"Most people would say this book is fantasy, because it includes jinn," Bahjatt told FP, "but we believe Islam is a scientific religion, so we try to explain the claim of existence of such beings through speculative science ... that is why we consider it science fiction." He pointed to string theory and other theories that explain the existence of jinn and multidimensional beings. Ibraheem Abbas, the book's co-author, has been quick to remind followers on social media that the book's depiction of the mythic jinn is in line with Islam.

Hawjan generated tremendous buzz in Saudi Arabia and became the number one selling book in Saudi Arabia by its fourth month on the market, according to Bahjatt, remaining there until last week's tentative ban.

"We heard from Saudi publishers who told us we would be lucky to sell 2,000 copies over the course of two years," Bahjatt said. "That's why we're shocked we've sold 25,000 copies so far in between Amazon and the Saudi market." While 25,000 might not sound so impressive to American and European readers, it is striking by Saudi standards. The immediate popularity of the book among the youth, especially young girls, was also noteworthy in a country that has struggled with getting young people to read.

Indeed, it was that popularity that was at the root of the allegations that were filed with the Committee for the Promotion of Virtue and Prevention of Vice, according to Bahjatt. He said that parents and educators became concerned when they saw young people reading the book so much, an unusual sight in Saudi Arabia. There were also rumors that it was encouraging Ouija board use among the girls. When the complaints were filed, the Committee ordered bookstores to stop selling the book until a thorough examination of it was made. The response invites comparison to the religious debates over the Harry Potter series in the United States -- but in a country where a government agency is tasked with taking concerns over witchcraft seriously.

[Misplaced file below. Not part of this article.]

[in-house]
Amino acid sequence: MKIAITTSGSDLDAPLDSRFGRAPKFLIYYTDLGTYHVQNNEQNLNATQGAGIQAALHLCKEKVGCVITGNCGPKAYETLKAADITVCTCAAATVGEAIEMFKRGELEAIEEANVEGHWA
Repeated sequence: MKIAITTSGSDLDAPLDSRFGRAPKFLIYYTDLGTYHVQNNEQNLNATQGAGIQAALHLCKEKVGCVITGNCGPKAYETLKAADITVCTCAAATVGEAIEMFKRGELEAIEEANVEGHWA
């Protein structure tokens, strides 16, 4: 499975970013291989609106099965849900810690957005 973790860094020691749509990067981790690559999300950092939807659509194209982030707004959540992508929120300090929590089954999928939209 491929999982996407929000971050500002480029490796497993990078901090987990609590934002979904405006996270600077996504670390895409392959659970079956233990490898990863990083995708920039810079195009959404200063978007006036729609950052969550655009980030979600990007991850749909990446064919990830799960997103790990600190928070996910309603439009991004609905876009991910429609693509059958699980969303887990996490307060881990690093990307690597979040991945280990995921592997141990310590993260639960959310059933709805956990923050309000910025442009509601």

Although Bahjatt was happy to inform FP on Friday that the committee had allowed book sales to proceed in the Kingdom, he had little time to celebrate before hearing that Kuwaiti and Qatari bookstores had been told to stop selling the book. While he had not yet been informed about the details behind these latest suspensions, he said it was likely predicated on the same rumors behind the Saudi ban.

The continuing struggle over this seemingly innocent and surprisingly popular book raises important questions about the future of freedom of expression in the region. The most radical ideas -- scientific, political, and social -- have often come cloaked in a science fiction plot in the United States and Europe, and paving the way for this genre in one of the most conservative societies in the world will likely be difficult. Bahjatt seems to understand the size of the task. "Science fiction always challenges mainstream thought about subjects," he said. "In societies that are as conservative as Saudi, it will always be controversial." But at least he knows it won't always be unpopular.

See the trailer for the book below:

Passport

Watch For Yourself: The 5 Biggest Moments From the Mandela Memorial